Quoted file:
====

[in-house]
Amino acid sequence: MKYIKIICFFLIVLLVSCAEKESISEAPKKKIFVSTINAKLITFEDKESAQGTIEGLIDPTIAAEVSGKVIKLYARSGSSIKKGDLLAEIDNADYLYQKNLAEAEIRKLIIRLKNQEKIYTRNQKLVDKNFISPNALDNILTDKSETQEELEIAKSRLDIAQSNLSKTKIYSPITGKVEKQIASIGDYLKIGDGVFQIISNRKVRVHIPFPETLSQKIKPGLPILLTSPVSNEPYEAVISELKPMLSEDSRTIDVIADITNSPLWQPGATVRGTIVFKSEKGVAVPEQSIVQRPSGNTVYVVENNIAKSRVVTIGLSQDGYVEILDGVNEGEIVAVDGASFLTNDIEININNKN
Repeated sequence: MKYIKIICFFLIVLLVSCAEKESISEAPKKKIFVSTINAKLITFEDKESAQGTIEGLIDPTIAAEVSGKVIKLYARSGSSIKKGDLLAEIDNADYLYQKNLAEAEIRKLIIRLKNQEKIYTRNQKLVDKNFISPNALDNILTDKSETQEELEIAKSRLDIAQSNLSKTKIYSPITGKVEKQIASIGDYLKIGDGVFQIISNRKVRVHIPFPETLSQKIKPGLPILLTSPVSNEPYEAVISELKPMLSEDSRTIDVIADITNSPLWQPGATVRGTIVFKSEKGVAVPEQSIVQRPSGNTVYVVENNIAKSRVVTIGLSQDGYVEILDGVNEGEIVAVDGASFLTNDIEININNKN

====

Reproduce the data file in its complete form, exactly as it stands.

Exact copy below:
[in-house]
Amino acid sequence: MKYIKIICFFLIVLLVSCAEKESISEAPKKKIFVSTINAKLITFEDKESAQGTIEGLIDPTIAAEVSGKVIKLYARSGSSIKKGDLLAEIDNADYLYQKNLAEAEIRKLIIRLKNQEKIYTRNQKLVDKNFISPNALDNILTDKSETQEELEIAKSRLDIAQSNLSKTKIYSPITGKVEKQIASIGDYLKIGDGVFQIISNRKVRVHIPFPETLSQKIKPGLPILLTSPVSNEPYEAVISELKPMLSEDSRTIDVIADITNSPLWQPGATVRGTIVFKSEKGVAVPEQSIVQRPSGNTVYVVENNIAKSRVVTIGLSQDGYVEILDGVNEGEIVAVDGASFLTNDIEININNKN
Repeated sequence: MKYIKIICFFLIVLLVSCAEKESISEAPKKKIFVSTINAKLITFEDKESAQGTIEGLIDPTIAAEVSGKVIKLYARSGSSIKKGDLLAEIDNADYLYQKNLAEAEIRKLIIRLKNQEKIYTRNQKLVDKNFISPNALDNILTDKSETQEELEIAKSRLDIAQSNLSKTKIYSPITGKVEKQIASIGDYLKIGDGVFQIISNRKVRVHIPFPETLSQKIKPGLPILLTSPVSNEPYEAVISELKPMLSEDSRTIDVIADITNSPLWQPGATVRGTIVFKSEKGVAVPEQSIVQRPSGNTVYVVENNIAKSRVVTIGLSQDGYVEILDGVNEGEIVAVDGASFLTNDIEININNKN